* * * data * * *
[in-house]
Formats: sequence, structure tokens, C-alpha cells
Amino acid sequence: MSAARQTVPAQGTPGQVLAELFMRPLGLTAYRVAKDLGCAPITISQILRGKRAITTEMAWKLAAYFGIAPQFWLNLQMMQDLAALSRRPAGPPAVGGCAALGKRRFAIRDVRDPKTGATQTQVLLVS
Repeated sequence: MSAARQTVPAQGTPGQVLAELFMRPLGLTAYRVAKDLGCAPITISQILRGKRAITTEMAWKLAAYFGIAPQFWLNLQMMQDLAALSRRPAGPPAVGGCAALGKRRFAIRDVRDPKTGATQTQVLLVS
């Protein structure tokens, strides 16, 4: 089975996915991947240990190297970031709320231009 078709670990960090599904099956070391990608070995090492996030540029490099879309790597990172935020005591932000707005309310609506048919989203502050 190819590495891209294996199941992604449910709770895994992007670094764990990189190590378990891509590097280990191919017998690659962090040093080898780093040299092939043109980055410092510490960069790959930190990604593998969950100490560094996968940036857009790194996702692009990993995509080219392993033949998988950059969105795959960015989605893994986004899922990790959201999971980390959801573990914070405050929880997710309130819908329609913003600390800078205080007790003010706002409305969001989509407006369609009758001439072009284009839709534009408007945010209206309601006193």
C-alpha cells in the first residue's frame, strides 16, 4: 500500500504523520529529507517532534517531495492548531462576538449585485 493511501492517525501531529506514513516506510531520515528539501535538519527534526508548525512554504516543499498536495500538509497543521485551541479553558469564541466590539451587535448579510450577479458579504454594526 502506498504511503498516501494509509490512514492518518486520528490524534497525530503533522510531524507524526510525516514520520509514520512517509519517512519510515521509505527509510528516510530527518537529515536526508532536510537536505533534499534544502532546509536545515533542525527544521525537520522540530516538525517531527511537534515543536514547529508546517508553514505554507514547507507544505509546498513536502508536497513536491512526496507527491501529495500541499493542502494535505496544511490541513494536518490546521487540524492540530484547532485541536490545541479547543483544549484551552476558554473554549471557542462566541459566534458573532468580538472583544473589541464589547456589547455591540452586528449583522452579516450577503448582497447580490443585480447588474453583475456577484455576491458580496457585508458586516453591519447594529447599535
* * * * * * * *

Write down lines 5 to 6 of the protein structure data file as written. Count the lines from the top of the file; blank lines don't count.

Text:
């Protein structure tokens, strides 16, 4: 089975996915991947240990190297970031709320231009 078709670990960090599904099956070391990608070995090492996030540029490099879309790597990172935020005591932000707005309310609506048919989203502050 190819590495891209294996199941992604449910709770895994992007670094764990990189190590378990891509590097280990191919017998690659962090040093080898780093040299092939043109980055410092510490960069790959930190990604593998969950100490560094996968940036857009790194996702692009990993995509080219392993033949998988950059969105795959960015989605893994986004899922990790959201999971980390959801573990914070405050929880997710309130819908329609913003600390800078205080007790003010706002409305969001989509407006369609009758001439072009284009839709534009408007945010209206309601006193």
C-alpha cells in the first residue's frame, strides 16, 4: 500500500504523520529529507517532534517531495492548531462576538449585485 493511501492517525501531529506514513516506510531520515528539501535538519527534526508548525512554504516543499498536495500538509497543521485551541479553558469564541466590539451587535448579510450577479458579504454594526 502506498504511503498516501494509509490512514492518518486520528490524534497525530503533522510531524507524526510525516514520520509514520512517509519517512519510515521509505527509510528516510530527518537529515536526508532536510537536505533534499534544502532546509536545515533542525527544521525537520522540530516538525517531527511537534515543536514547529508546517508553514505554507514547507507544505509546498513536502508536497513536491512526496507527491501529495500541499493542502494535505496544511490541513494536518490546521487540524492540530484547532485541536490545541479547543483544549484551552476558554473554549471557542462566541459566534458573532468580538472583544473589541464589547456589547455591540452586528449583522452579516450577503448582497447580490443585480447588474453583475456577484455576491458580496457585508458586516453591519447594529447599535